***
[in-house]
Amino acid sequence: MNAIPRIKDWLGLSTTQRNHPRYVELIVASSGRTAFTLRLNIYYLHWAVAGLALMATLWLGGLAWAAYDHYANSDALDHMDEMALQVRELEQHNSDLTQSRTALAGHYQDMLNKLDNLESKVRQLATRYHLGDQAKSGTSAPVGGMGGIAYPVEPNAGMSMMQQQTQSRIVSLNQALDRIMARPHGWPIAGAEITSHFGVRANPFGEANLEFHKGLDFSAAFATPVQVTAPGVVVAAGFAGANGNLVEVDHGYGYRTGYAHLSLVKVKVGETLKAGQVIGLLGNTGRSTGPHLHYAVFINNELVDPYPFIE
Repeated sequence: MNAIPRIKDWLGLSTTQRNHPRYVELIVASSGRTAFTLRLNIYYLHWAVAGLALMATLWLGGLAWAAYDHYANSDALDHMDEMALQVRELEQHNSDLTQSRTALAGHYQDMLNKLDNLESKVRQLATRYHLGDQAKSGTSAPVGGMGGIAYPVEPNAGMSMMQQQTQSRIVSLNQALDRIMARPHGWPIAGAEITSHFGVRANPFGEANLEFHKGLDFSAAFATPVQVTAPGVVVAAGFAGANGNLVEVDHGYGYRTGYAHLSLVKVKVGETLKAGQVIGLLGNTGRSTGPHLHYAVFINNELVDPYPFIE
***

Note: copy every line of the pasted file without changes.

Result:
[in-house]
Amino acid sequence: MNAIPRIKDWLGLSTTQRNHPRYVELIVASSGRTAFTLRLNIYYLHWAVAGLALMATLWLGGLAWAAYDHYANSDALDHMDEMALQVRELEQHNSDLTQSRTALAGHYQDMLNKLDNLESKVRQLATRYHLGDQAKSGTSAPVGGMGGIAYPVEPNAGMSMMQQQTQSRIVSLNQALDRIMARPHGWPIAGAEITSHFGVRANPFGEANLEFHKGLDFSAAFATPVQVTAPGVVVAAGFAGANGNLVEVDHGYGYRTGYAHLSLVKVKVGETLKAGQVIGLLGNTGRSTGPHLHYAVFINNELVDPYPFIE
Repeated sequence: MNAIPRIKDWLGLSTTQRNHPRYVELIVASSGRTAFTLRLNIYYLHWAVAGLALMATLWLGGLAWAAYDHYANSDALDHMDEMALQVRELEQHNSDLTQSRTALAGHYQDMLNKLDNLESKVRQLATRYHLGDQAKSGTSAPVGGMGGIAYPVEPNAGMSMMQQQTQSRIVSLNQALDRIMARPHGWPIAGAEITSHFGVRANPFGEANLEFHKGLDFSAAFATPVQVTAPGVVVAAGFAGANGNLVEVDHGYGYRTGYAHLSLVKVKVGETLKAGQVIGLLGNTGRSTGPHLHYAVFINNELVDPYPFIE